that he won $60,322 in pin money ry Grayson, Joe Williams, Willard i w AA firjt 0f tne season and Kobbe held a 1812 first nt1i'
by beating the races from 1948 to Mulhn, Jimmy Breslin, John Car- j deadlocked A A and Amdor tor margin but trailed 34-27 and 4S-.
1956. michael, Dick Andrade, Beni,,t place in the PAAF League. 1 43 at the end of the half and third
It makes him one of the na- Jones, Sunny Jim Fitzsimmons, The turnine point in the game Quarter resoectivelv. Guard Ron'

tion's great men. It makes him a Nick Wall, Wilbur Clark, Belson

! better man than: Kattleman, Jackie Fields, Tony
Eddie Arcaro, Albert Anastasia, Canzoneri, Jack Dempsey, Phil
jFiorello H. LaGuardia, Bernard Harris, Mayor Robert Bristoe.
jBaruch, Tom Pendergast, Harry Also, Jimmy Walker, Governor
'(Champ) Segal (he lelt the entire Averill Harriman, Vic Ghezzi,
I Segal Lock and Razor Blade Com Commissioner Julius Helfand, Al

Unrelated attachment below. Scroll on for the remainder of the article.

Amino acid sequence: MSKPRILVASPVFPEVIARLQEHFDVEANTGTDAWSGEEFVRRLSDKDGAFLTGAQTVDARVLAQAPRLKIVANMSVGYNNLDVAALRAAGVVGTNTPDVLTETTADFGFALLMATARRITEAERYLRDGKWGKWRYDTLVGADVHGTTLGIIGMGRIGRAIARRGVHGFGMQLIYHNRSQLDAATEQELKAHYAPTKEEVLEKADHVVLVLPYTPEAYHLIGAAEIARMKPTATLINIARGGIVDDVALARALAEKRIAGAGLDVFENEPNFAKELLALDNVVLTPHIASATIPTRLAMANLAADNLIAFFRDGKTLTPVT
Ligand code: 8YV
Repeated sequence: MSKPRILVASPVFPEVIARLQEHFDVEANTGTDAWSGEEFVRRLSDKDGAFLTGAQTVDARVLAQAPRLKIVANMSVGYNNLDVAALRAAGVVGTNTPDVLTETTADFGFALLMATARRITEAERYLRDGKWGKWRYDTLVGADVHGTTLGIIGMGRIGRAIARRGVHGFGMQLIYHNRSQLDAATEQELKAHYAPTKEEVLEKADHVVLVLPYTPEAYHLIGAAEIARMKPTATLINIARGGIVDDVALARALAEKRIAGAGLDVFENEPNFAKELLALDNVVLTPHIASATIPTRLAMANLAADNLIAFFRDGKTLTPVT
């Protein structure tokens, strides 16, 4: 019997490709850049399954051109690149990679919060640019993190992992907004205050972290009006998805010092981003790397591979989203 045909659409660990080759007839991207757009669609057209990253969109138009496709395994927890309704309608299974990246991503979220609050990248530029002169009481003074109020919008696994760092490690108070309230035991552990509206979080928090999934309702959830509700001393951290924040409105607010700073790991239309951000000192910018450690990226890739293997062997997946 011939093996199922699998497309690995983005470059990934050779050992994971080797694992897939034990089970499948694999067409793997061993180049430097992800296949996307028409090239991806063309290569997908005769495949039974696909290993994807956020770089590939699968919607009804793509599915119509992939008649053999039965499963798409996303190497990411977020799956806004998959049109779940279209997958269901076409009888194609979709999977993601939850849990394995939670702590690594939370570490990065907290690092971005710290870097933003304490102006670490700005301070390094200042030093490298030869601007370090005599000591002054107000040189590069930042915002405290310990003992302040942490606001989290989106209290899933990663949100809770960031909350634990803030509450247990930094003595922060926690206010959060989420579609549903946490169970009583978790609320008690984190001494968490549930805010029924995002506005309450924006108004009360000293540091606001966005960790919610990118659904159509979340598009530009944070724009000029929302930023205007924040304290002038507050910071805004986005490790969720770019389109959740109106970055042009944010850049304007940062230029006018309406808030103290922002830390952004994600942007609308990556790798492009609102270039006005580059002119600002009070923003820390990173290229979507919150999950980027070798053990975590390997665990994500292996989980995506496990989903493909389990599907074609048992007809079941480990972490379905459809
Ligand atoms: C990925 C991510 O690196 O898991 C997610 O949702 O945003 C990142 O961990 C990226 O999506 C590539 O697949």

Series play continues tonigh' at P", EmP'r5 City Race Jolson, George Jessell, Fred -the
local gym, as pacesetting Na Tr), Commander J. K. L. taire, Louis B. Mayer, Sid Ziff,

i cional tackles Kent in the curtain1 noss le sevr. raurni, mil A.eeie. hw pioome, Jimmy

raiser and Marlboro and Cerveza i scairerea irom nu iean 10 woou- J-iemaret, uean Martin ana King

Balboa oaUle it out in the aiitr- "",e' Jue r- uiosuy.

Tonight's Camas
Nacional vs Kern (o:00 p.m.)
Marlboro vs Cerveza Blboa
ty VICTOR GRAY

Joe E. Lewis, H. L.

piece. Nacional, by virtue of theirJhn Bananas ("I brought my'liv-

win last Saturday over Cerveza l cs. i snoum De nv-

! Balboa, should have litle or no mg on interest, instead I m in slav

trouble de. eating the lowly Kent "veiy narry ainciair, jierDen
quintet. j Bayard Swope, Harry Payne Whit-
As was evident in last Saturday) ney, Joe (The Boss) Massena,

night' game against Marlboro, the Charley (Lucky) Luciano, Mike

If Jimmy Hoffa wants to keep

going, this sh'll be tiitinued to tomorrow.
morrow. tomorrow. JIM Y RKSLIN.

came when Amador hotshot Boduv Baxter cut loose for 13 point, in

Christopher was tossed out of thehe final quarter to lead the Re
game with 7:58 left to play. He ulars into a commanding leaii--J
had fired in 10 buckets and seven and sew up the game.
free shots for 27 points when he Baxter was high for the Refcui"